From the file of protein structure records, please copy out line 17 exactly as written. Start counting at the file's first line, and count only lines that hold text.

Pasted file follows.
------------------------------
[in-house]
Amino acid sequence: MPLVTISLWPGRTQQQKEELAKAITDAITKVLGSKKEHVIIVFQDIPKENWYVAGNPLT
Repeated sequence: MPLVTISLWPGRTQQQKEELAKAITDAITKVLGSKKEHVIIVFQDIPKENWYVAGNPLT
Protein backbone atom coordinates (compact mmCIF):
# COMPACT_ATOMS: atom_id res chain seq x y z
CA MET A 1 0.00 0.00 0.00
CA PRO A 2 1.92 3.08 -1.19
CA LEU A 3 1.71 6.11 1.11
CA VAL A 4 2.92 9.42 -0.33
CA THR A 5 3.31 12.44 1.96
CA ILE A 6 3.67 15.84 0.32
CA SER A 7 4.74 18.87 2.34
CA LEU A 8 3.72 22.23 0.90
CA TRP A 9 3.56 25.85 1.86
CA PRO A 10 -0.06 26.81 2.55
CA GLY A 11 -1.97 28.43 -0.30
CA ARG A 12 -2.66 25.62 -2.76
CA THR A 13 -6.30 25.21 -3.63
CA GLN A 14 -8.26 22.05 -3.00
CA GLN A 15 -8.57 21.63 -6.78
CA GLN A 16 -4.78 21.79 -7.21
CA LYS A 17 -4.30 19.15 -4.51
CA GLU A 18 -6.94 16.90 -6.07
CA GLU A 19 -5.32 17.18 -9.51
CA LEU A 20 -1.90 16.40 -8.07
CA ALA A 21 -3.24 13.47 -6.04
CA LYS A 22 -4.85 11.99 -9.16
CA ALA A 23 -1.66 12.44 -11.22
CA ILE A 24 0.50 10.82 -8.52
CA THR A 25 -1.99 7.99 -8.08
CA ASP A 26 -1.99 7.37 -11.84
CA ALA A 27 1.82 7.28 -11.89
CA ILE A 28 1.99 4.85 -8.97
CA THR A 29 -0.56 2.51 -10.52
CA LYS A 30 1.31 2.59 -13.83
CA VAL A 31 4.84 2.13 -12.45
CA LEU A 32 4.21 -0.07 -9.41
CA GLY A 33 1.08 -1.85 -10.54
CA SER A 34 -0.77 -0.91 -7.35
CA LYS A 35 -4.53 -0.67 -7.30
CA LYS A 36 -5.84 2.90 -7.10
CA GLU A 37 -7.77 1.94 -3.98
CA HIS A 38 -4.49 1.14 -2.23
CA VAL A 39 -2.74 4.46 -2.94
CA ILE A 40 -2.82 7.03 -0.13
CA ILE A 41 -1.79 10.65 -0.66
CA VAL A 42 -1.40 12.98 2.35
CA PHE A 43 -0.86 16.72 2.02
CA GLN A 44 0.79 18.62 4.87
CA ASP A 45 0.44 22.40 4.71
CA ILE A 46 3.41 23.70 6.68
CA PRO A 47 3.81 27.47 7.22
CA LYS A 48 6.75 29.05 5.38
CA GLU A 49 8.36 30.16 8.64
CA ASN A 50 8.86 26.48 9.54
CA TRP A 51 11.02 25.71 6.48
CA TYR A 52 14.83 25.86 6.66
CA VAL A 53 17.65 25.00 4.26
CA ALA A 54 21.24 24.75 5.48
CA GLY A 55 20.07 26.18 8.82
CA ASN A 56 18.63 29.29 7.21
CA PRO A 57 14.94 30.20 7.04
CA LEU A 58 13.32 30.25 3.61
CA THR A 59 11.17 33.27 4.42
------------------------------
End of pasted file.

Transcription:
CA ARG A 12 -2.66 25.62 -2.76